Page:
Carl Hiaasen’s Hoot Inspires Kids to Fight For Causes They Believe In

An unforgettable story about pursuing justice with reckless abandon in the face of overwhelming odds.

The cover of Hoot by Carl Hiaasen

“Go to the edge of the cliff and jump off,” Ray Bradbury once said in an interview. “Build your wings on the way down.” That bold advice could serve as an apt metaphor for Hoot (public library), Carl Hiaasen’s novel for young adults. It’s a hilarious coming of age story, and a rollercoaster of a ride that readers won’t soon forget.

The story centers around the burrowing owl, an endangered species that happens to live on a plot of land that’s soon to become a construction site. A popular pancake chain is preparing to break ground and start building its 469th restaurant on that very spot in Coconut Cove, Florida. The story’s young heroes — Roy, Beatrice, and Beatrice’s step-brother, a homeless boy known as “Mullet Fingers” — work together to stop the construction and save the owls.

Combining all the hallmarks of modern society together with elegance and humor, Hiaasen’s book is a masterpiece that keeps readers in suspense to the end. It’s all here — corporate greed and corruption, environmental destruction, teenage malaise, boneheaded bullies, and ecoterrorism.

At its core, Hoot is a story about middle school students standing up for what they believe in. In the face of overwhelming odds and paralyzing moral dilemmas, the story’s heroes stay true to their hearts. They pursue justice with reckless abandon, doing whatever it takes to achieve their goal. The heroes lie to authority figures, vandalize construction equipment, evade police officers, and entrap bullies.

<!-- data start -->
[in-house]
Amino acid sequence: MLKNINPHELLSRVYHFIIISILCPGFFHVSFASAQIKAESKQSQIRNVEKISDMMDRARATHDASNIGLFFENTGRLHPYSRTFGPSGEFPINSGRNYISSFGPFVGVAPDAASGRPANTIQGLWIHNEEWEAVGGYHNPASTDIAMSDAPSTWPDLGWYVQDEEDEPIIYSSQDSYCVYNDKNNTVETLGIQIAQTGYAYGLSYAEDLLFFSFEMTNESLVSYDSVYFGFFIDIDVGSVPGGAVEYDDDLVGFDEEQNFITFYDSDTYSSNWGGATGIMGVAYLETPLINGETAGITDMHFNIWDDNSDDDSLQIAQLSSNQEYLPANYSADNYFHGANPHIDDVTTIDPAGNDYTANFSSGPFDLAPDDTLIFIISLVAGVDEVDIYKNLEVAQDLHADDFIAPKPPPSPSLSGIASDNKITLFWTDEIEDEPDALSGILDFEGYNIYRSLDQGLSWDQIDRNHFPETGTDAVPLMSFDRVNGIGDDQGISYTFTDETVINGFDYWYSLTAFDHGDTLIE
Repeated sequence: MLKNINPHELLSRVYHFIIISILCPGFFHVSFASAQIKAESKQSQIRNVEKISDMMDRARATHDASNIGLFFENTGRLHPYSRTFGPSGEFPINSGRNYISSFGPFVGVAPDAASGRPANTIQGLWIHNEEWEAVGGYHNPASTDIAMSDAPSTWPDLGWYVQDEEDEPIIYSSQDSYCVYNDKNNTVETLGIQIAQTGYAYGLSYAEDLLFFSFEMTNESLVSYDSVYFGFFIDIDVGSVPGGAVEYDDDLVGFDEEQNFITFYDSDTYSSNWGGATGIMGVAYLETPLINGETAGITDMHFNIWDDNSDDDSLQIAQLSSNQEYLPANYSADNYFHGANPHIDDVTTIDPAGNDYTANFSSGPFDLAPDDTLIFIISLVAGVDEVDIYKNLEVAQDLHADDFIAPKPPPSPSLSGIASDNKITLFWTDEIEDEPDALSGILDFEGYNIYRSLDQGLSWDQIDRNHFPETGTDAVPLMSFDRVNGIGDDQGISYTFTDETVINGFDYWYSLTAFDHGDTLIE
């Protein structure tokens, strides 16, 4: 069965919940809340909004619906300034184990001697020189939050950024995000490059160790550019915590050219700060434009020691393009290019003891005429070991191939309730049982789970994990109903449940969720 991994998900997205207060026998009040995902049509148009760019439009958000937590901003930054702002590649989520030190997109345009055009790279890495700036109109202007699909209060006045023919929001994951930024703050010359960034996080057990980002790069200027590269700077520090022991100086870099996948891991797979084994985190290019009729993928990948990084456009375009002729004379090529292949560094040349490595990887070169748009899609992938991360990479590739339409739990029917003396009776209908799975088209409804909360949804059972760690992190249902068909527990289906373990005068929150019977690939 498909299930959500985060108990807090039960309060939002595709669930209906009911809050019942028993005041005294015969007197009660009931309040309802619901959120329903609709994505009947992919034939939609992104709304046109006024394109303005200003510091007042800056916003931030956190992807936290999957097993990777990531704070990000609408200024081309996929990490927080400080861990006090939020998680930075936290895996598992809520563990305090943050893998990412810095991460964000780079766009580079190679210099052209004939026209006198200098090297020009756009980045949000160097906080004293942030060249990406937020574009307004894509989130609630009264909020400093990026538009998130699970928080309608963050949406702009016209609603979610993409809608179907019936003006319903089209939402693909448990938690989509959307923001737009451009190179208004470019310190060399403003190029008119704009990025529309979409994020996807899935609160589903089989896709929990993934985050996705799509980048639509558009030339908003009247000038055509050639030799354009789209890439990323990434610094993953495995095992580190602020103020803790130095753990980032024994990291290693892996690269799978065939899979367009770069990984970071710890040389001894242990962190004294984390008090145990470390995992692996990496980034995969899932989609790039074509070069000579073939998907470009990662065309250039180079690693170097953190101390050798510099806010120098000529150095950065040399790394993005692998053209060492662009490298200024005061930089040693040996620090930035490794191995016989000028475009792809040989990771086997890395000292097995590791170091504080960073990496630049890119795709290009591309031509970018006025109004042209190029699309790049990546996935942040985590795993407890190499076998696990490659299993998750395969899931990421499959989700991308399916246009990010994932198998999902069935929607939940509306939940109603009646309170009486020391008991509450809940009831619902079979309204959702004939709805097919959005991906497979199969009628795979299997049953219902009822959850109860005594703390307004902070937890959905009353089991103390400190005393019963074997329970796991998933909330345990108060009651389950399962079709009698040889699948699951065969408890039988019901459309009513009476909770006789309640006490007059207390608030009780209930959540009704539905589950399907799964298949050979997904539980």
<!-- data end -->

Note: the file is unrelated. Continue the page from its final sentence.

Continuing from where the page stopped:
Burrowing Owl in Florida
A burrowing owl (Photograph: Bryan Jones)

The entire book is — dare we say — antithetical to societal values. That’s not a bad thing. Saving owls is a noble cause, and Hiaasen’s style brings comic relief to issues that aren’t a laughing matter. Readers will find themselves empathizing and even identifying with the characters. You can’t help rooting for them. The narrative is enthralling; the heroes’ cunning plans and illicit actions are downright exhilarating.

The character known as Mullet Fingers — so named because he can catch a mullet fish with his bare hands — has lived in Florida his entire life, and he’s sick of watching it disappear.

‘Ever since I was little,’ Mullet Fingers said, ‘I’ve been watchin’ this place disappear — the piney woods, the scrub, the creeks, the glades. Even the beaches, man — they put up all these giant hotels and only goober tourists are allowed. It really sucks.’

Roy said, ‘Same thing happens everywhere.’

‘Doesn’t mean you don’t fight back.’

And fight back they do. From flattening the tires of a flatbed truck to notifying reporters that the environmental impact statement is missing from the city’s records, the underdog heroes pull out all the stops to halt construction. They declare all-out war against the overwhelming forces of capitalism that have converged on the tiny plot in Coconut Cove.

Florida's everglades
Florida’s everglades (Photograph: Jesse Michael Nix)

But the characters also hit some moral conundrums along the way. For Roy especially, the war between his heart and mind never seems to stop. He wants to save the owls, but he doesn’t want to resort to vandalism to do it. The careful dilberations between right and wrong are some of the best parts of the story. Eventually, Roy finds a middle ground.

Roy sat cross-legged on the floor, gazing up at the cowboy poster from the Livingston rodeo. He wished he was as brave as a champion bull rider, but he wasn’t.

The Mother Paula’s mission was simply too risky; somebody, or something, would be waiting. The attack dogs might be gone, but the company wasn’t about to leave the new pancake-house location unguarded for long.